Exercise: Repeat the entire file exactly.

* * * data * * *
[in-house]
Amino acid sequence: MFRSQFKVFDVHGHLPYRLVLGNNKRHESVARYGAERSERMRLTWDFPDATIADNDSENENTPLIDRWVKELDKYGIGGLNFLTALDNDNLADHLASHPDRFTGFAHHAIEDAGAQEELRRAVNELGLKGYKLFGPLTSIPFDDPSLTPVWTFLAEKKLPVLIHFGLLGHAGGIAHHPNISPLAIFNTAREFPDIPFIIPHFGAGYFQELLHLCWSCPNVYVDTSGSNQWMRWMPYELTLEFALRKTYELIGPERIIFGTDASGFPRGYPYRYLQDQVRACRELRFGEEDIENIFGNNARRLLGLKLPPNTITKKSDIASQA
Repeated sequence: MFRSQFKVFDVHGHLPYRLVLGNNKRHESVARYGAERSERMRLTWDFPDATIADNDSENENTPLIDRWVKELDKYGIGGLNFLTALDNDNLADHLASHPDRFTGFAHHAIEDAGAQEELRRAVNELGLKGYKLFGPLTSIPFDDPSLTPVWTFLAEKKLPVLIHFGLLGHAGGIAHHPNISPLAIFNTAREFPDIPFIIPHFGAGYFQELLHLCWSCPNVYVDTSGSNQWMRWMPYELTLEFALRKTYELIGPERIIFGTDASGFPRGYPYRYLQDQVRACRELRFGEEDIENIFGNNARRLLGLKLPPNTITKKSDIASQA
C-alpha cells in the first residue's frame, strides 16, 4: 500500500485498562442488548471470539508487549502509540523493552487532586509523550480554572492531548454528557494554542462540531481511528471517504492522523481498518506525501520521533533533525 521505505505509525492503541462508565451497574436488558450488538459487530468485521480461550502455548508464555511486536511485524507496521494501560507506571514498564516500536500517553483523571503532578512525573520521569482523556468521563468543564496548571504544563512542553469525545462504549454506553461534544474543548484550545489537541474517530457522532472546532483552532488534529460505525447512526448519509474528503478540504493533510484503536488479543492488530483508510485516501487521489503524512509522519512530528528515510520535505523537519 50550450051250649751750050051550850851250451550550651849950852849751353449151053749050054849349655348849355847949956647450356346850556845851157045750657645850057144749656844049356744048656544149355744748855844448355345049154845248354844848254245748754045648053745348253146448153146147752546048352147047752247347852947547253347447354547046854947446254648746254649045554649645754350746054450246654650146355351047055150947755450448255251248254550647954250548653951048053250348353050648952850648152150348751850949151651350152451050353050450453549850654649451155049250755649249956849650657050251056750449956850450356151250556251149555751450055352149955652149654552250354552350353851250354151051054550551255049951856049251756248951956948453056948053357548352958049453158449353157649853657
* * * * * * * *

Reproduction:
[in-house]
Amino acid sequence: MFRSQFKVFDVHGHLPYRLVLGNNKRHESVARYGAERSERMRLTWDFPDATIADNDSENENTPLIDRWVKELDKYGIGGLNFLTALDNDNLADHLASHPDRFTGFAHHAIEDAGAQEELRRAVNELGLKGYKLFGPLTSIPFDDPSLTPVWTFLAEKKLPVLIHFGLLGHAGGIAHHPNISPLAIFNTAREFPDIPFIIPHFGAGYFQELLHLCWSCPNVYVDTSGSNQWMRWMPYELTLEFALRKTYELIGPERIIFGTDASGFPRGYPYRYLQDQVRACRELRFGEEDIENIFGNNARRLLGLKLPPNTITKKSDIASQA
Repeated sequence: MFRSQFKVFDVHGHLPYRLVLGNNKRHESVARYGAERSERMRLTWDFPDATIADNDSENENTPLIDRWVKELDKYGIGGLNFLTALDNDNLADHLASHPDRFTGFAHHAIEDAGAQEELRRAVNELGLKGYKLFGPLTSIPFDDPSLTPVWTFLAEKKLPVLIHFGLLGHAGGIAHHPNISPLAIFNTAREFPDIPFIIPHFGAGYFQELLHLCWSCPNVYVDTSGSNQWMRWMPYELTLEFALRKTYELIGPERIIFGTDASGFPRGYPYRYLQDQVRACRELRFGEEDIENIFGNNARRLLGLKLPPNTITKKSDIASQA
C-alpha cells in the first residue's frame, strides 16, 4: 500500500485498562442488548471470539508487549502509540523493552487532586509523550480554572492531548454528557494554542462540531481511528471517504492522523481498518506525501520521533533533525 521505505505509525492503541462508565451497574436488558450488538459487530468485521480461550502455548508464555511486536511485524507496521494501560507506571514498564516500536500517553483523571503532578512525573520521569482523556468521563468543564496548571504544563512542553469525545462504549454506553461534544474543548484550545489537541474517530457522532472546532483552532488534529460505525447512526448519509474528503478540504493533510484503536488479543492488530483508510485516501487521489503524512509522519512530528528515510520535505523537519 50550450051250649751750050051550850851250451550550651849950852849751353449151053749050054849349655348849355847949956647450356346850556845851157045750657645850057144749656844049356744048656544149355744748855844448355345049154845248354844848254245748754045648053745348253146448153146147752546048352147047752247347852947547253347447354547046854947446254648746254649045554649645754350746054450246654650146355351047055150947755450448255251248254550647954250548653951048053250348353050648952850648152150348751850949151651350152451050353050450453549850654649451155049250755649249956849650657050251056750449956850450356151250556251149555751450055352149955652149654552250354552350353851250354151051054550551255049951856049251756248951956948453056948053357548352958049453158449353157649853657